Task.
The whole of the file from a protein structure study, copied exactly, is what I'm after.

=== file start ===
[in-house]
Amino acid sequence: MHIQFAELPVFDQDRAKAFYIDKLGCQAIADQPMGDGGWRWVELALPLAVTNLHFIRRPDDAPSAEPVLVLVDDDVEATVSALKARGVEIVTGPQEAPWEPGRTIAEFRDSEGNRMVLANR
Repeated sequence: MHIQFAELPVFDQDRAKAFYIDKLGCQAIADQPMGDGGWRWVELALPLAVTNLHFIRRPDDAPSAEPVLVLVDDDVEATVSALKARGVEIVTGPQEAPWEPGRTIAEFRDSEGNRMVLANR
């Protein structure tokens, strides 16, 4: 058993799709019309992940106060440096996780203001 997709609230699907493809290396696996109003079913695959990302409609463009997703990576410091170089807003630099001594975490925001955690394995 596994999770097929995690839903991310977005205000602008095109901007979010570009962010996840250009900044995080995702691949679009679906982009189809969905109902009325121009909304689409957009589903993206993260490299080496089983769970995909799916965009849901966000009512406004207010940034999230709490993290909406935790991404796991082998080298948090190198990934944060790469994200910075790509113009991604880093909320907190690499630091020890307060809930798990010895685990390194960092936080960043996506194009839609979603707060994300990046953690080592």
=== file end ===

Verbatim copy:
[in-house]
Amino acid sequence: MHIQFAELPVFDQDRAKAFYIDKLGCQAIADQPMGDGGWRWVELALPLAVTNLHFIRRPDDAPSAEPVLVLVDDDVEATVSALKARGVEIVTGPQEAPWEPGRTIAEFRDSEGNRMVLANR
Repeated sequence: MHIQFAELPVFDQDRAKAFYIDKLGCQAIADQPMGDGGWRWVELALPLAVTNLHFIRRPDDAPSAEPVLVLVDDDVEATVSALKARGVEIVTGPQEAPWEPGRTIAEFRDSEGNRMVLANR
């Protein structure tokens, strides 16, 4: 058993799709019309992940106060440096996780203001 997709609230699907493809290396696996109003079913695959990302409609463009997703990576410091170089807003630099001594975490925001955690394995 596994999770097929995690839903991310977005205000602008095109901007979010570009962010996840250009900044995080995702691949679009679906982009189809969905109902009325121009909304689409957009589903993206993260490299080496089983769970995909799916965009849901966000009512406004207010940034999230709490993290909406935790991404796991082998080298948090190198990934944060790469994200910075790509113009991604880093909320907190690499630091020890307060809930798990010895685990390194960092936080960043996506194009839609979603707060994300990046953690080592």